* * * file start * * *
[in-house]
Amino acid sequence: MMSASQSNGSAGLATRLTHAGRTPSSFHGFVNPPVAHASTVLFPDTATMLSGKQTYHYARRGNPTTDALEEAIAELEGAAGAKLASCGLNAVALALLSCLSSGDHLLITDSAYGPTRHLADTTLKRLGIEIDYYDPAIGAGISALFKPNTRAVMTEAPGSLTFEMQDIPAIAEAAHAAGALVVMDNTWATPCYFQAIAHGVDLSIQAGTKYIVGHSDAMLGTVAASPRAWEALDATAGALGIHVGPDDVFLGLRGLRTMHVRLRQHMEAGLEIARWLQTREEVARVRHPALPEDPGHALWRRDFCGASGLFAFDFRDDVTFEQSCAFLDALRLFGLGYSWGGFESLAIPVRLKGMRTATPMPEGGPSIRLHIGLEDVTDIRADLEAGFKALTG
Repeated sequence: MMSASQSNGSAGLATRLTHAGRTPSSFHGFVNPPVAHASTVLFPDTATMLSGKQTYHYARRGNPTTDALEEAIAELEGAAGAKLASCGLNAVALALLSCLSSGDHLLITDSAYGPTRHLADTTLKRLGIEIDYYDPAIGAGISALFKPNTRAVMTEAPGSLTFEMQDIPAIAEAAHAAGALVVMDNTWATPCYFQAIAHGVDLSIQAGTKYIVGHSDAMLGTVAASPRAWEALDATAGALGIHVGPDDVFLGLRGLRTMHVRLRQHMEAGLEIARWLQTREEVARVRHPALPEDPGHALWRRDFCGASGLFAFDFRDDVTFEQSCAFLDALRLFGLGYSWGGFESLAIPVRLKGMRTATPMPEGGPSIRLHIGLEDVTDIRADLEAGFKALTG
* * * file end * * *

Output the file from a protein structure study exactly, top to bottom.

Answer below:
[in-house]
Amino acid sequence: MMSASQSNGSAGLATRLTHAGRTPSSFHGFVNPPVAHASTVLFPDTATMLSGKQTYHYARRGNPTTDALEEAIAELEGAAGAKLASCGLNAVALALLSCLSSGDHLLITDSAYGPTRHLADTTLKRLGIEIDYYDPAIGAGISALFKPNTRAVMTEAPGSLTFEMQDIPAIAEAAHAAGALVVMDNTWATPCYFQAIAHGVDLSIQAGTKYIVGHSDAMLGTVAASPRAWEALDATAGALGIHVGPDDVFLGLRGLRTMHVRLRQHMEAGLEIARWLQTREEVARVRHPALPEDPGHALWRRDFCGASGLFAFDFRDDVTFEQSCAFLDALRLFGLGYSWGGFESLAIPVRLKGMRTATPMPEGGPSIRLHIGLEDVTDIRADLEAGFKALTG
Repeated sequence: MMSASQSNGSAGLATRLTHAGRTPSSFHGFVNPPVAHASTVLFPDTATMLSGKQTYHYARRGNPTTDALEEAIAELEGAAGAKLASCGLNAVALALLSCLSSGDHLLITDSAYGPTRHLADTTLKRLGIEIDYYDPAIGAGISALFKPNTRAVMTEAPGSLTFEMQDIPAIAEAAHAAGALVVMDNTWATPCYFQAIAHGVDLSIQAGTKYIVGHSDAMLGTVAASPRAWEALDATAGALGIHVGPDDVFLGLRGLRTMHVRLRQHMEAGLEIARWLQTREEVARVRHPALPEDPGHALWRRDFCGASGLFAFDFRDDVTFEQSCAFLDALRLFGLGYSWGGFESLAIPVRLKGMRTATPMPEGGPSIRLHIGLEDVTDIRADLEAGFKALTG